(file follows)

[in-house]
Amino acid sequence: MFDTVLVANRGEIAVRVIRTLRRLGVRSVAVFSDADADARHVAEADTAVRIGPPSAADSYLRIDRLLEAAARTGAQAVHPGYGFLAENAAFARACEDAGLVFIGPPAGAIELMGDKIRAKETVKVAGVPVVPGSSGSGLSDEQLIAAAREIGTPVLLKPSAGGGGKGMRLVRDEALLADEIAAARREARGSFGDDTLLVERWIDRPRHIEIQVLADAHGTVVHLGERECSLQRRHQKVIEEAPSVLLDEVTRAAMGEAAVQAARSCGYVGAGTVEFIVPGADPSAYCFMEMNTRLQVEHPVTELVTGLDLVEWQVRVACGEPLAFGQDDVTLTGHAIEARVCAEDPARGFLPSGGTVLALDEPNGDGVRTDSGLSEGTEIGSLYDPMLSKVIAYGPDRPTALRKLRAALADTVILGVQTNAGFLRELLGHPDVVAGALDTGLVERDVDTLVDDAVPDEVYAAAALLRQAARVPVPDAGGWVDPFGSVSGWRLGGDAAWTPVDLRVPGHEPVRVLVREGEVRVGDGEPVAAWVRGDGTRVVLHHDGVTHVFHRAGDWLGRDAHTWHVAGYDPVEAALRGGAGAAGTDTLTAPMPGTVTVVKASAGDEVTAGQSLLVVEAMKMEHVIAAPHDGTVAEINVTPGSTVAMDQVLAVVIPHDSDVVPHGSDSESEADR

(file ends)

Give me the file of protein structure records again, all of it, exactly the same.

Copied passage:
[in-house]
Amino acid sequence: MFDTVLVANRGEIAVRVIRTLRRLGVRSVAVFSDADADARHVAEADTAVRIGPPSAADSYLRIDRLLEAAARTGAQAVHPGYGFLAENAAFARACEDAGLVFIGPPAGAIELMGDKIRAKETVKVAGVPVVPGSSGSGLSDEQLIAAAREIGTPVLLKPSAGGGGKGMRLVRDEALLADEIAAARREARGSFGDDTLLVERWIDRPRHIEIQVLADAHGTVVHLGERECSLQRRHQKVIEEAPSVLLDEVTRAAMGEAAVQAARSCGYVGAGTVEFIVPGADPSAYCFMEMNTRLQVEHPVTELVTGLDLVEWQVRVACGEPLAFGQDDVTLTGHAIEARVCAEDPARGFLPSGGTVLALDEPNGDGVRTDSGLSEGTEIGSLYDPMLSKVIAYGPDRPTALRKLRAALADTVILGVQTNAGFLRELLGHPDVVAGALDTGLVERDVDTLVDDAVPDEVYAAAALLRQAARVPVPDAGGWVDPFGSVSGWRLGGDAAWTPVDLRVPGHEPVRVLVREGEVRVGDGEPVAAWVRGDGTRVVLHHDGVTHVFHRAGDWLGRDAHTWHVAGYDPVEAALRGGAGAAGTDTLTAPMPGTVTVVKASAGDEVTAGQSLLVVEAMKMEHVIAAPHDGTVAEINVTPGSTVAMDQVLAVVIPHDSDVVPHGSDSESEADR